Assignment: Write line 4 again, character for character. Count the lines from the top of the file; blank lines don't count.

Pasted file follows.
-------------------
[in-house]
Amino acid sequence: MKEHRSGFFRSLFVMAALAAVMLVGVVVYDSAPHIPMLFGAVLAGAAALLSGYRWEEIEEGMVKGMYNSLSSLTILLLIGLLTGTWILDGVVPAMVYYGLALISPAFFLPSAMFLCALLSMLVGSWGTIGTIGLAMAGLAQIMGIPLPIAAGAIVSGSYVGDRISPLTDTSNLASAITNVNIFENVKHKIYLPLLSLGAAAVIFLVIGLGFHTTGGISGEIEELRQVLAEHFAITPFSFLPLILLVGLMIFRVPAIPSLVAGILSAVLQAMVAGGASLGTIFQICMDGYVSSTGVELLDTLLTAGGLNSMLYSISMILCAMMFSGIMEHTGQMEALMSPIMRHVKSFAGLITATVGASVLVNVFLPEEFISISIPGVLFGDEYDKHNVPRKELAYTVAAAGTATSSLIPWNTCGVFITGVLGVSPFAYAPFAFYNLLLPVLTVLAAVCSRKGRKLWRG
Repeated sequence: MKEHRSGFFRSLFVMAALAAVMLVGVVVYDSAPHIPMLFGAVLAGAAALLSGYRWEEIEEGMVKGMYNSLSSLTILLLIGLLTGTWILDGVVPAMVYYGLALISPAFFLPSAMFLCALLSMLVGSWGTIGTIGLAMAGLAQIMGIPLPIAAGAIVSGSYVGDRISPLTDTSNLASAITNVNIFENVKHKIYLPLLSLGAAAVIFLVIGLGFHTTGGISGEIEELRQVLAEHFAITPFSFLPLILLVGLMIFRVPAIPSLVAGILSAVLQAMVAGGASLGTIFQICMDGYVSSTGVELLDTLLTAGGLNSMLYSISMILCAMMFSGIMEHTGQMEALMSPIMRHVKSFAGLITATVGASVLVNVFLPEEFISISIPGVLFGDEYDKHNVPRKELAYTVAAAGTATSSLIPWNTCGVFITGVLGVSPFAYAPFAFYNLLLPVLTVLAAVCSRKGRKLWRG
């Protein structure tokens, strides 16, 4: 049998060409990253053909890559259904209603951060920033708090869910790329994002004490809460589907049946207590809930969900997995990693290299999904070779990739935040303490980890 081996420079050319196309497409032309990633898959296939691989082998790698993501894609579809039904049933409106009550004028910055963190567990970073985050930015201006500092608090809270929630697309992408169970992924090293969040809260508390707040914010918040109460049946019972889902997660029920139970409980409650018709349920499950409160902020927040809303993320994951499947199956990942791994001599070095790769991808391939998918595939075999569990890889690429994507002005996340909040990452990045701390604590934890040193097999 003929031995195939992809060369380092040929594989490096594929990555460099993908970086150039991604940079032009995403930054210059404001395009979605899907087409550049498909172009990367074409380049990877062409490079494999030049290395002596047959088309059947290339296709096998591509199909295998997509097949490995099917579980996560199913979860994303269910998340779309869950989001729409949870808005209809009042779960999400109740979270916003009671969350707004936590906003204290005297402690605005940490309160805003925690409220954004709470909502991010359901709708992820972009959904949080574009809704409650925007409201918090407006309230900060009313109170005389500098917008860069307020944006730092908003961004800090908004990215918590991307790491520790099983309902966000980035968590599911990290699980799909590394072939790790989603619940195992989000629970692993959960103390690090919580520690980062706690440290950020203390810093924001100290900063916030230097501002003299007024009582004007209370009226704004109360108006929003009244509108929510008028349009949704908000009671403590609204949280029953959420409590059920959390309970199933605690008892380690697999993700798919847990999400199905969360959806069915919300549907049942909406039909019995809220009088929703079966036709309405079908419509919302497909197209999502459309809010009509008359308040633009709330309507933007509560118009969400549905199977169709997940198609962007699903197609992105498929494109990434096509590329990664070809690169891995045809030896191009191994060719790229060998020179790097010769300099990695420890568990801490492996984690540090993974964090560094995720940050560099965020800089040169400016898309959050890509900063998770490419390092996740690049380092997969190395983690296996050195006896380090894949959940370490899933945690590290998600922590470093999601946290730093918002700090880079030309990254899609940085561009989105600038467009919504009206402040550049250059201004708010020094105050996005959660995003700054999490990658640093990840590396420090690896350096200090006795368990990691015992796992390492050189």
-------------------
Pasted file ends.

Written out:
């Protein structure tokens, strides 16, 4: 049998060409990253053909890559259904209603951060920033708090869910790329994002004490809460589907049946207590809930969900997995990693290299999904070779990739935040303490980890 081996420079050319196309497409032309990633898959296939691989082998790698993501894609579809039904049933409106009550004028910055963190567990970073985050930015201006500092608090809270929630697309992408169970992924090293969040809260508390707040914010918040109460049946019972889902997660029920139970409980409650018709349920499950409160902020927040809303993320994951499947199956990942791994001599070095790769991808391939998918595939075999569990890889690429994507002005996340909040990452990045701390604590934890040193097999 003929031995195939992809060369380092040929594989490096594929990555460099993908970086150039991604940079032009995403930054210059404001395009979605899907087409550049498909172009990367074409380049990877062409490079494999030049290395002596047959088309059947290339296709096998591509199909295998997509097949490995099917579980996560199913979860994303269910998340779309869950989001729409949870808005209809009042779960999400109740979270916003009671969350707004936590906003204290005297402690605005940490309160805003925690409220954004709470909502991010359901709708992820972009959904949080574009809704409650925007409201918090407006309230900060009313109170005389500098917008860069307020944006730092908003961004800090908004990215918590991307790491520790099983309902966000980035968590599911990290699980799909590394072939790790989603619940195992989000629970692993959960103390690090919580520690980062706690440290950020203390810093924001100290900063916030230097501002003299007024009582004007209370009226704004109360108006929003009244509108929510008028349009949704908000009671403590609204949280029953959420409590059920959390309970199933605690008892380690697999993700798919847990999400199905969360959806069915919300549907049942909406039909019995809220009088929703079966036709309405079908419509919302497909197209999502459309809010009509008359308040633009709330309507933007509560118009969400549905199977169709997940198609962007699903197609992105498929494109990434096509590329990664070809690169891995045809030896191009191994060719790229060998020179790097010769300099990695420890568990801490492996984690540090993974964090560094995720940050560099965020800089040169400016898309959050890509900063998770490419390092996740690049380092997969190395983690296996050195006896380090894949959940370490899933945690590290998600922590470093999601946290730093918002700090880079030309990254899609940085561009989105600038467009919504009206402040550049250059201004708010020094105050996005959660995003700054999490990658640093990840590396420090690896350096200090006795368990990691015992796992390492050189």